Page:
Just For Fun

The Very Best Things About Reading Aloud with Kids, According to Parents

by Iva-Marie Palmer

I’ll be the first to admit, there’s an element of reading aloud to my sons that is purely selfish: Snuggling up, book open before us, wholly engaged in a story — together but also apart as we each register the story with our own interpretations — is one of those parenting moments that feels like a pure win. Given that so much of raising a child can be a wonder if you’re getting it right in the moment, the unabashed certainty that reading together is good for both of us is indulgent.

During our read-alouds, I’ve gotten to revisit childhood favorites, like The Phantom Tollbooth and From the Mixed-Up Files of Mrs. Basil E. Frankenweiler, and read ones I never got to as a kid, like Mr. Popper’s Penguins and Harriet the Spy. We’ve also discovered new favorites together, including addictive picture books like The Days the Crayons Quit and middle grade adventures like Escape from Mr. Lemoncello’s Library. It never hurts that, by virtue of doing a couple weird or silly voices, I become my kids’ favorite entertainer. Getting requests to “read it in your silly voice!” some nights feels like such a compliment — I imagine it must be what Broadway performers feel like when they’re asked for an encore.

Reading with my kids continues to outdo itself in terms of parental rewards, and lots of other people feel the same way. I asked a bunch of parents to share their favorite things about reading to and sharing books with their kids. Here’s what they had to say:

When reading time becomes family time…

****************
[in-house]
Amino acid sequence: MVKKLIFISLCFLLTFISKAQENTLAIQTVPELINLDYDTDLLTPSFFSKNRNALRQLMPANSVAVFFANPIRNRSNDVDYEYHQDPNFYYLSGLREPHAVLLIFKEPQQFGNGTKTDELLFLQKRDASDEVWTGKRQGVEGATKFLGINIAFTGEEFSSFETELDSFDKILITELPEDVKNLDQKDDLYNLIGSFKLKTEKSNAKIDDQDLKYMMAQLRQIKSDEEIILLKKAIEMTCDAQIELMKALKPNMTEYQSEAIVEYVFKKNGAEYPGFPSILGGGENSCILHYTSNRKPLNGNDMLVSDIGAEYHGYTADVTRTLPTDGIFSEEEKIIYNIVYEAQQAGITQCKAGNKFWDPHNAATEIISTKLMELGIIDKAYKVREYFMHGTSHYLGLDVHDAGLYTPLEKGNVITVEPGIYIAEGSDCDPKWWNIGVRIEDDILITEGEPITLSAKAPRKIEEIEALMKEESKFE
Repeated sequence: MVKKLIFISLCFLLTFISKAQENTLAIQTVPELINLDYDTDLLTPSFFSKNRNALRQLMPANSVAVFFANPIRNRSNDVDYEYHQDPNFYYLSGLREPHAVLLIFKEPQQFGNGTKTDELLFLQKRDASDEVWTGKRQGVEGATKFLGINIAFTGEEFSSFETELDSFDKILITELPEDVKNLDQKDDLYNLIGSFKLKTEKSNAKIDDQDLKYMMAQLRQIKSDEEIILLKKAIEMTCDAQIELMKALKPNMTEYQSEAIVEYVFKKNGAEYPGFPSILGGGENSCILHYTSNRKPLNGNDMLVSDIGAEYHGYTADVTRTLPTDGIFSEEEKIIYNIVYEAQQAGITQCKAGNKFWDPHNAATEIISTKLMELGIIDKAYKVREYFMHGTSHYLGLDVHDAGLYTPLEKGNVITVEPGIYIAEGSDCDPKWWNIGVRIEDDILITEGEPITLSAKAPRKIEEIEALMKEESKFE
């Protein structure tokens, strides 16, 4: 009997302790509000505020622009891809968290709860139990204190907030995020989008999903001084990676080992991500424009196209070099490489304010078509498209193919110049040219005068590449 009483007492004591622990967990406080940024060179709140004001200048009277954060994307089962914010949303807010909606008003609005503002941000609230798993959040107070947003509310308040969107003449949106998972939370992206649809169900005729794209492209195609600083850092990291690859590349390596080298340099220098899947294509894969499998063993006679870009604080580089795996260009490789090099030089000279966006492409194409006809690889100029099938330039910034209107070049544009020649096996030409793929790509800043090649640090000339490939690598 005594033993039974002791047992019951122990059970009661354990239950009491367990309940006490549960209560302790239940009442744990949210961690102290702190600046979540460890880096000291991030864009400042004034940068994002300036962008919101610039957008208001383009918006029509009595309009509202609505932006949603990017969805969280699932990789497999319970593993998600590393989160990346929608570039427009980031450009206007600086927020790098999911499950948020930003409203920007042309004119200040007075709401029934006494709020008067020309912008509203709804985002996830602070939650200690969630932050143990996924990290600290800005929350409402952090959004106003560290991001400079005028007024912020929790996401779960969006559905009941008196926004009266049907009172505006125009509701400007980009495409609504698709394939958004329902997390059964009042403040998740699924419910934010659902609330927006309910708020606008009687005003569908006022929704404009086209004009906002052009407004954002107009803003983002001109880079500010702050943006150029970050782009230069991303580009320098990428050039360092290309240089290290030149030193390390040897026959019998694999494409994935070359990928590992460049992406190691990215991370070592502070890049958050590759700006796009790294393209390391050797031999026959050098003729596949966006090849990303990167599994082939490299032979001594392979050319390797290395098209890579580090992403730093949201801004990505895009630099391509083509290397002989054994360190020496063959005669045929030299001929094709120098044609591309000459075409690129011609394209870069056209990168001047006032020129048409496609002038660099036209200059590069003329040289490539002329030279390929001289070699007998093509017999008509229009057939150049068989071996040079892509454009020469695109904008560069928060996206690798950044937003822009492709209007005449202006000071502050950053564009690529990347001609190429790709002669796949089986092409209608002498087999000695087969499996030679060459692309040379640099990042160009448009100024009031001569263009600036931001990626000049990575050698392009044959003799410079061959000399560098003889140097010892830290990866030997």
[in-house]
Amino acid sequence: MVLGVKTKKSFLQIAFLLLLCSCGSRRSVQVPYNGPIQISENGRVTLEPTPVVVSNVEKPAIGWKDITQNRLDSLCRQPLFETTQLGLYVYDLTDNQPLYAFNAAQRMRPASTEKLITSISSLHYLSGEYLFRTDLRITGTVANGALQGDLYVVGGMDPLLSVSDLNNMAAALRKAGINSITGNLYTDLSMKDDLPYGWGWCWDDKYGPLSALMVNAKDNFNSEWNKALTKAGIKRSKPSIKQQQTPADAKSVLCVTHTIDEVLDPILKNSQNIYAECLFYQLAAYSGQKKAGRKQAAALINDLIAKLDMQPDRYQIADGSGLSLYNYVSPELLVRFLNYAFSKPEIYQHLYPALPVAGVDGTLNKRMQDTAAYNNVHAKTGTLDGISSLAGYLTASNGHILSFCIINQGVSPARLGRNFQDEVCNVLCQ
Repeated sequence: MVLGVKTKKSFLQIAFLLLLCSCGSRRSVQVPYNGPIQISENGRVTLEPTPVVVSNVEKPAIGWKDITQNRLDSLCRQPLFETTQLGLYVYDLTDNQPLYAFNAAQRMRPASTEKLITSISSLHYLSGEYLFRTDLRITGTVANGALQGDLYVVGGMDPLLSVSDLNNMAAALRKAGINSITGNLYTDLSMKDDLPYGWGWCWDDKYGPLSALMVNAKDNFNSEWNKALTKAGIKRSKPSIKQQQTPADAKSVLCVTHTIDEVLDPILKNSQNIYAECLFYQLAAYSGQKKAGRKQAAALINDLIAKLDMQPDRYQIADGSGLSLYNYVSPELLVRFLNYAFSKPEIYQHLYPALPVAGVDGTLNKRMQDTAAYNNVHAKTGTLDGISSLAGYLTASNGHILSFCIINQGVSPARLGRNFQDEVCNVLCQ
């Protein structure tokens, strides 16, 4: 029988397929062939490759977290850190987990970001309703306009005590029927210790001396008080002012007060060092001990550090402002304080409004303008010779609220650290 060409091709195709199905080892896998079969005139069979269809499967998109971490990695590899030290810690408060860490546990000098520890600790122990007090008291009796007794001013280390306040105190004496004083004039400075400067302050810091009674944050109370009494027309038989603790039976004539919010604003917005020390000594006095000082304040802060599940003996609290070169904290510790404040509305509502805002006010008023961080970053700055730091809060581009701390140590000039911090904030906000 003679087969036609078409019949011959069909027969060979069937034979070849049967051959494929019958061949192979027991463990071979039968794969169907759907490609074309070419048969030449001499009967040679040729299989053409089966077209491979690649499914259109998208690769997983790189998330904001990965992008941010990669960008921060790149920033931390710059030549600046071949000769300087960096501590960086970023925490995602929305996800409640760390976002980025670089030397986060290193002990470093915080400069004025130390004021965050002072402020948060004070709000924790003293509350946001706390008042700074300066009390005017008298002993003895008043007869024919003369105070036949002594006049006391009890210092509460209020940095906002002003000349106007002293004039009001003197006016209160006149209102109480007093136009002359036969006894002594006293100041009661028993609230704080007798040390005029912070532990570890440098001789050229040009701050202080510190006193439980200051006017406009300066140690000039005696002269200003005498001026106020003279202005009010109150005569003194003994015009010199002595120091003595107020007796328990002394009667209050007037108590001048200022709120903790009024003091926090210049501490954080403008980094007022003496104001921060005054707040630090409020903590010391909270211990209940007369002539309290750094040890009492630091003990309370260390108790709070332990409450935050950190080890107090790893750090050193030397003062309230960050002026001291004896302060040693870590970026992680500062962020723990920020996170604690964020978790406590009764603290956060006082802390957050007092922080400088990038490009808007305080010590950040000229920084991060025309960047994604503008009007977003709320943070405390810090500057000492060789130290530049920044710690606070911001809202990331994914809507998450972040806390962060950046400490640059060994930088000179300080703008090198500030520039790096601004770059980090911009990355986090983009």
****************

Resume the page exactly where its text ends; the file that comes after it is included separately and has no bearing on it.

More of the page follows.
“Being all squished together on a big, comfy couch with everyone invested in the story evokes for me the feeling of a black box theater performance with a level of intimacy that I imagine could equal an out-of-body experience. As we read, I feel like I’m watching my family grow closer together.”
—Craig, dad to Lucy, age 3, Benny, age 6, Luke, age 10, and James, age 14

“We read to both our kids from very early ages and ultimately reading on the couch together, each of us ensconced in our own book, became a treasured weekend family time activity when they were younger. Trips to the bookstore and the library were always an exciting event because it was the one thing we never put limits on — if they wanted to read it, it came home with us. As a result, they are lifelong readers who truly appreciate the gift of a good book and the quiet downtime to luxuriate and escape inside a great story.”
—Robin, mom to Ethan, age 16, and Katie, age 22

“[Reading aloud to my kids is] something I feel successful at doing. There’s a clear beginning, middle, and end vs. playing with toys, which I am a total failure at.”
—Esther, mom to Ava, age 6, and Finley, age 4

“[The best thing about reading with my kids is] they truly understand how big of a nerd I am. It humanizes me … We read Choose Your Own Adventure books for a while last year. I questioned their life choices and they learned some critical thinking. Which, of course, ultimately translates to intimate family fun time.”
—Megan, mom to Evelyn, age 12, and Ronan, age 9

When you see how much your child is learning…

“I love it when Jack and Luke bring up a story or character that we previously read months later. Like the stuff we are reading actually sticks with them.”
—Shannon, mom to Jack, age 10, and Luke, age 7

“When Joaquin asks me what a meaning of a word is. We went over the word ‘coward’ just yesterday.”
—Ericka, mom to Joaquin, age 9

“My favorite part of reading with Alexandria is how much she enjoys it. The first book that she really helped me with was Green Eggs and Ham, which is filled with sight words and rhymes so fun and easy for a beginner. The illustrations and the humor really helped bring the story to life. I think, though, that I am enjoying this stage even more now. She can read words that are new by sounding them out and is so proud of herself. I will hold the book and read the harder words and she will flip the pages and help me.”
—Eleni, mom to Alexandria, age 6